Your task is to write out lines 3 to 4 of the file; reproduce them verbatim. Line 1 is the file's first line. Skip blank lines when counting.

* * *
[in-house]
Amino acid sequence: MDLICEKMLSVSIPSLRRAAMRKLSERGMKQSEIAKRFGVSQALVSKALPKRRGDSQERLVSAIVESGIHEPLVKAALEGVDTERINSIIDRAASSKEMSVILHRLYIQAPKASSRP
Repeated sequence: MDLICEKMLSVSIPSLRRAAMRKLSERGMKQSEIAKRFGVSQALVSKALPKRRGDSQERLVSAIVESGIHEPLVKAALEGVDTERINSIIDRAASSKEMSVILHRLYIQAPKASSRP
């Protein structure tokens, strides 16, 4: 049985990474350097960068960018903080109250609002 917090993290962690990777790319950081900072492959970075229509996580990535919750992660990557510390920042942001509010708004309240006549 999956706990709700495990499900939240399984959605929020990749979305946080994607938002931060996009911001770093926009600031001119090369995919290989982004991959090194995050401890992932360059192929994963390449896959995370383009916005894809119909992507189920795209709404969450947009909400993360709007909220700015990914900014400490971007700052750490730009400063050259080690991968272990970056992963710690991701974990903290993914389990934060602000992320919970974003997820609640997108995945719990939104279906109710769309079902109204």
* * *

Repeated sequence: MDLICEKMLSVSIPSLRRAAMRKLSERGMKQSEIAKRFGVSQALVSKALPKRRGDSQERLVSAIVESGIHEPLVKAALEGVDTERINSIIDRAASSKEMSVILHRLYIQAPKASSRP
């Protein structure tokens, strides 16, 4: 049985990474350097960068960018903080109250609002 917090993290962690990777790319950081900072492959970075229509996580990535919750992660990557510390920042942001509010708004309240006549 999956706990709700495990499900939240399984959605929020990749979305946080994607938002931060996009911001770093926009600031001119090369995919290989982004991959090194995050401890992932360059192929994963390449896959995370383009916005894809119909992507189920795209709404969450947009909400993360709007909220700015990914900014400490971007700052750490730009400063050259080690991968272990970056992963710690991701974990903290993914389990934060602000992320919970974003997820609640997108995945719990939104279906109710769309079902109204």